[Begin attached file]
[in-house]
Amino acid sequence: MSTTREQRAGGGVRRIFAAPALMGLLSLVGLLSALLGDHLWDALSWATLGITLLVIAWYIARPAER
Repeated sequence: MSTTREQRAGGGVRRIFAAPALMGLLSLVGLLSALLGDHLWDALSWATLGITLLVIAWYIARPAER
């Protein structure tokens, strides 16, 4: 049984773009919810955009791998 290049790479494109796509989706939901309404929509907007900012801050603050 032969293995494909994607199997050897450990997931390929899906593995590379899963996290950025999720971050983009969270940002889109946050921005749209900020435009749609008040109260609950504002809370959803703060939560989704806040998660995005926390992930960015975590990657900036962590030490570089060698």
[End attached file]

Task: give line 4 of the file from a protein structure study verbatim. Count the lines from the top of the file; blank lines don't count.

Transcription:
């Protein structure tokens, strides 16, 4: 049984773009919810955009791998 290049790479494109796509989706939901309404929509907007900012801050603050 032969293995494909994607199997050897450990997931390929899906593995590379899963996290950025999720971050983009969270940002889109946050921005749209900020435009749609008040109260609950504002809370959803703060939560989704806040998660995005926390992930960015975590990657900036962590030490570089060698």